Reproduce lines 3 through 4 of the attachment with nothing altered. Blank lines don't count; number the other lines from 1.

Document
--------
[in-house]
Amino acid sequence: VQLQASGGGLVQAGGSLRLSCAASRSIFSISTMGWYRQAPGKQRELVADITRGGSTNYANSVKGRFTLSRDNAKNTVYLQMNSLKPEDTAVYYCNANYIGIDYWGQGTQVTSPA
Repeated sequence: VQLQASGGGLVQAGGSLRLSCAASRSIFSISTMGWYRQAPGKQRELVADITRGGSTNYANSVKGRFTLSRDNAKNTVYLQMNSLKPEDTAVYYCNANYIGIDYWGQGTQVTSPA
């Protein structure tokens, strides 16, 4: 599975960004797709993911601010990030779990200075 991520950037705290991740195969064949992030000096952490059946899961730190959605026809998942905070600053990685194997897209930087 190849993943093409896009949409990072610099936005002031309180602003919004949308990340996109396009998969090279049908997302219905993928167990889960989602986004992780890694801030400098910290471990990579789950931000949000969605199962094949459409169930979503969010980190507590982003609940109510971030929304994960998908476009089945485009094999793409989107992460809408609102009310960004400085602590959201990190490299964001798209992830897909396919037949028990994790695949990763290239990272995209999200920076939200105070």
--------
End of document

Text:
Repeated sequence: VQLQASGGGLVQAGGSLRLSCAASRSIFSISTMGWYRQAPGKQRELVADITRGGSTNYANSVKGRFTLSRDNAKNTVYLQMNSLKPEDTAVYYCNANYIGIDYWGQGTQVTSPA
């Protein structure tokens, strides 16, 4: 599975960004797709993911601010990030779990200075 991520950037705290991740195969064949992030000096952490059946899961730190959605026809998942905070600053990685194997897209930087 190849993943093409896009949409990072610099936005002031309180602003919004949308990340996109396009998969090279049908997302219905993928167990889960989602986004992780890694801030400098910290471990990579789950931000949000969605199962094949459409169930979503969010980190507590982003609940109510971030929304994960998908476009089945485009094999793409989107992460809408609102009310960004400085602590959201990190490299964001798209992830897909396919037949028990994790695949990763290239990272995209999200920076939200105070």